There are a variety of ways to prepare and cook scallions, depending on the strength of flavor and texture element you're looking for. A common practice is to finely chop scallions crosswise, resulting in small, thin ringlets (and of course, separating the greens from the whites). You'll want to cut off one to two inches off the tops of each stalk to get rid of any imperfections and wilted leaves. Additionally, you'll want to cut off the root of the scallion at the very base of the stalk. Depending on how much of the white part of the scallion you need or want to use can determine how close to the roots you cut (via Clean Green Simple).

Another method is to slice the scallion stalks lengthwise into very thin, hairlike pieces, according to Serious Eats. This method will result in a slightly less intense flavor than if you opt for the ringlet cuts. For dishes like stir-fry, which contain heartier bits of vegetables, you can consider cutting the scallions into larger chunks (crosswise). This method is the best way to use the majority of the scallion base or white part of the scallion, where the stalk is thicker and won't wilt as much upon cooking.

How do you cook scallions?

Scallions are popular for many dishes, especially for Asian-inspired recipes. As mentioned, scallions have enough of a flavor but are also mild enough to enjoy raw, fully cooked, or somewhere in the middle, and can be used as a garnish, added flavor element, or a more hearty, central ingredient (via The Spruce Eats).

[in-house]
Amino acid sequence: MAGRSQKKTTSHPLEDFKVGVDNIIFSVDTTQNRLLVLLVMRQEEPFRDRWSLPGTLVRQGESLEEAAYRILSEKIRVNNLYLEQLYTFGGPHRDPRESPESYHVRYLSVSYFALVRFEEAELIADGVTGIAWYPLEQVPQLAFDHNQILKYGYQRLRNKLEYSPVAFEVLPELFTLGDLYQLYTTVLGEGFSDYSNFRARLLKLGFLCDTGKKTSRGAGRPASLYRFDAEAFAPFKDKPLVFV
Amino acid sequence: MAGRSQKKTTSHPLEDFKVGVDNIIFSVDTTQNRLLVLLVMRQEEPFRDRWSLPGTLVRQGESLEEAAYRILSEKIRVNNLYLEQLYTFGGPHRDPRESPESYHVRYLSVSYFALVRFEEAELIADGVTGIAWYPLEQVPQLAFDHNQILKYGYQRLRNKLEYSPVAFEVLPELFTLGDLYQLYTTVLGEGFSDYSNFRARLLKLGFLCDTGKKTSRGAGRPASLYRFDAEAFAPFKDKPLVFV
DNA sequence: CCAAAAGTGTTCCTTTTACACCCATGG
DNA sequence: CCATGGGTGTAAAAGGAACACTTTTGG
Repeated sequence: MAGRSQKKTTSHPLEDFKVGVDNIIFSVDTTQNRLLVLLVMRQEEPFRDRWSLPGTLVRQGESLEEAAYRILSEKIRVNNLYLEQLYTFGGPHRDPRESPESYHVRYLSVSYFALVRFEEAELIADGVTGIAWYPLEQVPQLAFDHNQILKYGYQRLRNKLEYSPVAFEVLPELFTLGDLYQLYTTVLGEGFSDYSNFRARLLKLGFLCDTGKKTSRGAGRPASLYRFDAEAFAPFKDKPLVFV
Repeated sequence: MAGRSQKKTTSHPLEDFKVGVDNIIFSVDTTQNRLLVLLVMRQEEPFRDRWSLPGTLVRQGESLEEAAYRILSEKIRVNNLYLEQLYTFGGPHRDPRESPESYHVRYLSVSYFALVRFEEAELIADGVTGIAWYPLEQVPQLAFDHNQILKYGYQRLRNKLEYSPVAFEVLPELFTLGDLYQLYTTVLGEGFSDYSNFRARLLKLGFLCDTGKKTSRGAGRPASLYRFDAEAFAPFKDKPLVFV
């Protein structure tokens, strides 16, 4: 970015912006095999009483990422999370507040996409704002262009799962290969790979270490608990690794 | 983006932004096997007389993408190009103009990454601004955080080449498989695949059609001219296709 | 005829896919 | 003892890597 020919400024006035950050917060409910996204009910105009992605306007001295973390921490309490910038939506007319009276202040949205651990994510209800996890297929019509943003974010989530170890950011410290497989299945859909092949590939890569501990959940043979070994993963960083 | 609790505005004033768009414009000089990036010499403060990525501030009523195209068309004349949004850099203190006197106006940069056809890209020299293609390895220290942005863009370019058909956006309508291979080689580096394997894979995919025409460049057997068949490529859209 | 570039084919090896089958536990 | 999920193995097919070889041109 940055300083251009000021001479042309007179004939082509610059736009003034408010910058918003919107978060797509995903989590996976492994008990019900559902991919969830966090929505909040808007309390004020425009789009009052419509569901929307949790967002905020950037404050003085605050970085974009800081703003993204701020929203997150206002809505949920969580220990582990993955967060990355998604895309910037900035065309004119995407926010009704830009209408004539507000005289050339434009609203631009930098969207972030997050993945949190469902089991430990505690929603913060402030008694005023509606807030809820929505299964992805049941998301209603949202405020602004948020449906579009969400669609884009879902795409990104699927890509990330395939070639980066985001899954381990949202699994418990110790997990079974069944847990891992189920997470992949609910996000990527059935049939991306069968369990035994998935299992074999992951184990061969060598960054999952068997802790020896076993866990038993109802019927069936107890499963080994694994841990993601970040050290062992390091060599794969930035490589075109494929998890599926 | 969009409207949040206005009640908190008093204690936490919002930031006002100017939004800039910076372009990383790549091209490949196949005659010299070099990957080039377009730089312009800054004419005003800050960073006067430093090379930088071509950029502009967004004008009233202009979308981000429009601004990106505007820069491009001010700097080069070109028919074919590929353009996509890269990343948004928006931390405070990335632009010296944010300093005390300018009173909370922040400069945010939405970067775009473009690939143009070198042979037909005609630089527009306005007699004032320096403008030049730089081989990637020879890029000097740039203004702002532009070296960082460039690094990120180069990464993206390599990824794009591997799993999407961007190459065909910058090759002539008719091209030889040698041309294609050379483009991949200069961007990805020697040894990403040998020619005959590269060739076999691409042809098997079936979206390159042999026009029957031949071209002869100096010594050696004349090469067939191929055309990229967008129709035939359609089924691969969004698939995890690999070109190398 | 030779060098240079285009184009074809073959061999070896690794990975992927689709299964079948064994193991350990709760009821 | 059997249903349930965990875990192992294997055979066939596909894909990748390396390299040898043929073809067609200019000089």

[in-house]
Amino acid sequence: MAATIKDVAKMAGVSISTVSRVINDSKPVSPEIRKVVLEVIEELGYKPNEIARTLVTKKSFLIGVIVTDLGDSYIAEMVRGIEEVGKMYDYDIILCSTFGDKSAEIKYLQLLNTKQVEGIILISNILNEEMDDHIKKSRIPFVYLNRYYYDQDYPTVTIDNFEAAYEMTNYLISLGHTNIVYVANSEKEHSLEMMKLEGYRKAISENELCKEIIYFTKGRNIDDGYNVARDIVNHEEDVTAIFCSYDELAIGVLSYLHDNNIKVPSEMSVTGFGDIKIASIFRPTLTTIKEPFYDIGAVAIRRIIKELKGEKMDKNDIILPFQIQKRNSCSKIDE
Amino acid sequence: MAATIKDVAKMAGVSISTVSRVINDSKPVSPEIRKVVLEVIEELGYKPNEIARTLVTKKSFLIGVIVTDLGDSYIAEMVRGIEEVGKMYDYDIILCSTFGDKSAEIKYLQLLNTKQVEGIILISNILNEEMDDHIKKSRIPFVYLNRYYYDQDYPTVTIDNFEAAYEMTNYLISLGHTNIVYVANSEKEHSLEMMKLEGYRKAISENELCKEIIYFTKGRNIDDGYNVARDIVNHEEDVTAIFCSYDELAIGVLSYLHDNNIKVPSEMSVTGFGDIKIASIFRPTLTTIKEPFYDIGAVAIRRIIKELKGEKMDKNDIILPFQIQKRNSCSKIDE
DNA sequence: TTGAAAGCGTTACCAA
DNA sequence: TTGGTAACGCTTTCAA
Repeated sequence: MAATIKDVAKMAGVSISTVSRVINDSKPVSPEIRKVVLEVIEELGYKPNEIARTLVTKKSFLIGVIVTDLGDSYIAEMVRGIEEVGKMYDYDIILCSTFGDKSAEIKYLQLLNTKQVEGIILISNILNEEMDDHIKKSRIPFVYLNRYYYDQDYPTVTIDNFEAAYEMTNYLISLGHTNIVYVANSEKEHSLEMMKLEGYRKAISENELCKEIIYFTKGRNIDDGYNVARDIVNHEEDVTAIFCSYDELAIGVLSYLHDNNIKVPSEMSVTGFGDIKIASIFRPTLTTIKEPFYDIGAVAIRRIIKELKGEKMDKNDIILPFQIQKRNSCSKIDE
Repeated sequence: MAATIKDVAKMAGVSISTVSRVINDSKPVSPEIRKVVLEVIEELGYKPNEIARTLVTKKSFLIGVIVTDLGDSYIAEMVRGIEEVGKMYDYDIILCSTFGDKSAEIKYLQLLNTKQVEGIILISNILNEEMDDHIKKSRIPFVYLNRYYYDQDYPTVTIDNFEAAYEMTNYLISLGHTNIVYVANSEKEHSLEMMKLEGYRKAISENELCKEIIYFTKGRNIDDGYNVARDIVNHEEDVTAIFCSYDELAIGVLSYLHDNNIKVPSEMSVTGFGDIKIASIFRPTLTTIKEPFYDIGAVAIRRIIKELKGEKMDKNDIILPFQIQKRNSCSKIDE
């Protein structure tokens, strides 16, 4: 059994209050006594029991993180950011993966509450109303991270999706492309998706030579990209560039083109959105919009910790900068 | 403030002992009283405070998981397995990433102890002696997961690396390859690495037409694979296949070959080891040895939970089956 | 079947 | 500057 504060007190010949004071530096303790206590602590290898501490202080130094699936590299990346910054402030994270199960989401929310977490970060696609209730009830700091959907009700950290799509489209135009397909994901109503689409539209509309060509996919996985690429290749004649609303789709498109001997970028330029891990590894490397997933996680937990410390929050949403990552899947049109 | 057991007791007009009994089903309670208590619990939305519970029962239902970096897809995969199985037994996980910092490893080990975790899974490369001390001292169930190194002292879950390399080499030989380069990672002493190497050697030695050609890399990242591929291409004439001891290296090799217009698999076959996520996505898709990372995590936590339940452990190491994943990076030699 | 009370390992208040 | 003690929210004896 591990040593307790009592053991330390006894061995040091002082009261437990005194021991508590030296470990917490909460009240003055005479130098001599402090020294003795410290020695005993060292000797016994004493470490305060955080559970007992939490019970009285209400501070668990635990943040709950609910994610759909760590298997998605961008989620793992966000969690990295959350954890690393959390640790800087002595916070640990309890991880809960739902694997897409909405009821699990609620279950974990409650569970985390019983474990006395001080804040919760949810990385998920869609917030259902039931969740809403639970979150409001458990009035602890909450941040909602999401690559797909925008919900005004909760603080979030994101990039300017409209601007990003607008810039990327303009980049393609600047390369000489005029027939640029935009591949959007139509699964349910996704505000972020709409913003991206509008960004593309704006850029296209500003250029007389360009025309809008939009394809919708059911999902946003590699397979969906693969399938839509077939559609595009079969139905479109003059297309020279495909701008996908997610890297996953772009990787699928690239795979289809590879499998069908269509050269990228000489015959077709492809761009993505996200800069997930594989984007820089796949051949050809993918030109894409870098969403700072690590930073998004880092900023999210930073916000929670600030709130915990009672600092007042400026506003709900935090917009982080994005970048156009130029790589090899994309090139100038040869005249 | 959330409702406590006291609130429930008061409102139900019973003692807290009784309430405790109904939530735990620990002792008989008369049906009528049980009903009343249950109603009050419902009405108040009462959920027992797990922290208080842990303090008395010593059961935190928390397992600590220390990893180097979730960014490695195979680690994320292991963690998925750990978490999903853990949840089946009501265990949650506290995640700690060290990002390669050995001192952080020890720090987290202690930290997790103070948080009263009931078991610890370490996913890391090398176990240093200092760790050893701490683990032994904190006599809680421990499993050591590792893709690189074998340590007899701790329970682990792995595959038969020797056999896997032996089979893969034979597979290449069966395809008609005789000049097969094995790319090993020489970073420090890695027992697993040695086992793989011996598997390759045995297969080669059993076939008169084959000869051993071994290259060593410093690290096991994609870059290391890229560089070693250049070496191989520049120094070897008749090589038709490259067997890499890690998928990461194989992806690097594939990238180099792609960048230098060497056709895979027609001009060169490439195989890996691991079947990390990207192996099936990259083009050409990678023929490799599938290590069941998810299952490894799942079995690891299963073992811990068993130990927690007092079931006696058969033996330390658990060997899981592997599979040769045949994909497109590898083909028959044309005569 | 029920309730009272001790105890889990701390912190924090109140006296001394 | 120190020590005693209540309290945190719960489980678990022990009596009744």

You'll often see scallions in dishes like ramen and stir-fry. They can also be used to top soups, add a slight onion flavor to a sweet dish like orange chicken, or in cheesy dishes like loaded baked potatoes. Food & Wine lists several ways you can use scallions, including in salads, savory baked goods (think: cheddar biscuits), or within any of your favorite noodle dishes, particularly ones with Asian-inspired sauces.

If you're cooking scallions and have properly washed and cut them, you can cook them really in any way — a popular method includes sautéing chopped scallions in oil or butter (sometimes with other chopped onions, garlic, or herbs and seasonings of your choice). If baking with scallions, you'll typically incorporate them into a base or mixture and simply pop that dish in the oven.